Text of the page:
Transcutaneous electrical stimulation of conductive polymers to promote nerve re-

Period of Performance: 09/01/2008 - 08/31/2010

$234K

Phase 1 SBIR

Recipient Firm

TDA Research, Inc.
12345 W. 52nd Ave. Array
Wheat Ridge, CO 80033
Principal Investigator

Abstract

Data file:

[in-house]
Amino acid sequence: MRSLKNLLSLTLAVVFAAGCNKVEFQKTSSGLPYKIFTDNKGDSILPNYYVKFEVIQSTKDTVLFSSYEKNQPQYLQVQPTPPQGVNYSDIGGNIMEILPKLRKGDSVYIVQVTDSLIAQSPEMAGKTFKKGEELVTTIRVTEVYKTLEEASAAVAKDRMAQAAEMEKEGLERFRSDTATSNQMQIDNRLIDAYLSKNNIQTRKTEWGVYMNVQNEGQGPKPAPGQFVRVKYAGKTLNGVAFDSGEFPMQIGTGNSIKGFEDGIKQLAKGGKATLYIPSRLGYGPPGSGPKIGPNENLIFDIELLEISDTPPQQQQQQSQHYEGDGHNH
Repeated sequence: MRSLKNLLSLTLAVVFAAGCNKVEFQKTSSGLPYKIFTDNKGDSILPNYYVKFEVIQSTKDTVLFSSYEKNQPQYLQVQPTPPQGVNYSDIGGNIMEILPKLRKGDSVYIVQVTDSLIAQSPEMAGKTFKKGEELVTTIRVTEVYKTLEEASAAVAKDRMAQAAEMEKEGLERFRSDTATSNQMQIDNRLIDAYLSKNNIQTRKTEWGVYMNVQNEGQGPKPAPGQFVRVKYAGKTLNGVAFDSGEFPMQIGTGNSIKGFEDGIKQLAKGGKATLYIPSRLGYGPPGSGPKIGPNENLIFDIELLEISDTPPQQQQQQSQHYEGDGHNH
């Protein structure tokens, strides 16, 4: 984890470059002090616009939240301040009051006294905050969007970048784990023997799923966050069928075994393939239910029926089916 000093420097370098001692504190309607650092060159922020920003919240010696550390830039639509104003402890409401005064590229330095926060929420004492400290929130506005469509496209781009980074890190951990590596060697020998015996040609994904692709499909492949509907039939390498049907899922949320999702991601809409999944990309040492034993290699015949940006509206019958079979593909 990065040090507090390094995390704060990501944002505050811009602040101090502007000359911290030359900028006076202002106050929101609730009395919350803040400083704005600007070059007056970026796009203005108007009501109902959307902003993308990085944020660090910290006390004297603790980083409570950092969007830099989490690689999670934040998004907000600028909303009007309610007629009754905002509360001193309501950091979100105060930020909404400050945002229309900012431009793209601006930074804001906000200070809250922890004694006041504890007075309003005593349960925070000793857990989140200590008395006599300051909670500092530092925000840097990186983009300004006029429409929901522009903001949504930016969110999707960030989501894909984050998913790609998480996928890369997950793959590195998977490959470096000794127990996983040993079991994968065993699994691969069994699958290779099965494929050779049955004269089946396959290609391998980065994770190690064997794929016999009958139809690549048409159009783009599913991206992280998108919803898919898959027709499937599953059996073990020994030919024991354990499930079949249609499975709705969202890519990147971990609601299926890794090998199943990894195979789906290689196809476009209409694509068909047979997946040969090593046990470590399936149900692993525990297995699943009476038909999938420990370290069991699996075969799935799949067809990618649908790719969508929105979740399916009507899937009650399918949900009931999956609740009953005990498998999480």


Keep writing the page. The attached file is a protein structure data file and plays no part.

DESCRIPTION (provided by applicant): Intrinsically Conducting Polymers (ICPs) have good biocompatibility and can be used as substrates to deliver electrical stimulation to anchorage-dependent cells such as osteoblasts, endothelial cells and neurons. This type of stimulation speeds up cells' growth and proliferation. During a previous NIH SBIR project, TDA Research, Inc. developed forms of ICPs that are biodegradable and, in collaboration with the University of Texas at Austin, demonstrated that these polymers could be used to deliver in vitro electrical stimulation to neuron-like cells. We also demonstrated that different types of electrical stimulation could be used to control the differentiation of neuron-like cells. We used our conducting biodegradable ICPs to coat the inner walls of Nerve Guidance Channels and successfully used them to guide in vivo re-growth of severed sciatic nerves in rats. The objective of this Phase I SBIR project is to develop an optimal method to transfer wireless electromagnetic energy to a conductive, biodegradable polymer tube through a series of in vitro experiments. In the Phase II project we will use the method and device developed in Phase I to carry out non-invasive transcutaneous electrical stimulation of a conducting and biodegradable Nerve Guidance Channel in an animal model. We aim to demonstrate that transcutaneous electrical stimulation accelerates the healing of damaged peripheral nerve injuries. PUBLIC HEALTH RELEVANCE Biodegradable polymers recently developed by TDA Research, Inc. exhibit the benefit of being electrically conductive. Tests showed that these polymers, when excited by an electric field, facilitate and hasten the regeneration of nerve cells. When formed into a tubular shape, these polymers can be used in vivo to surround a severed nerve, stimulating and channeling new cell growth. Thus, the need for a transcutaneous method of applying the electrical stimulus arises. An optimal method of the electromagnetic transfer of energy to a conductive, biodegradable polymer tube will be empirically determined by performing a series of in vitro experiments. This research is essential to the future development of a transcutaneous stimulation system to promote in vivo nerve growth.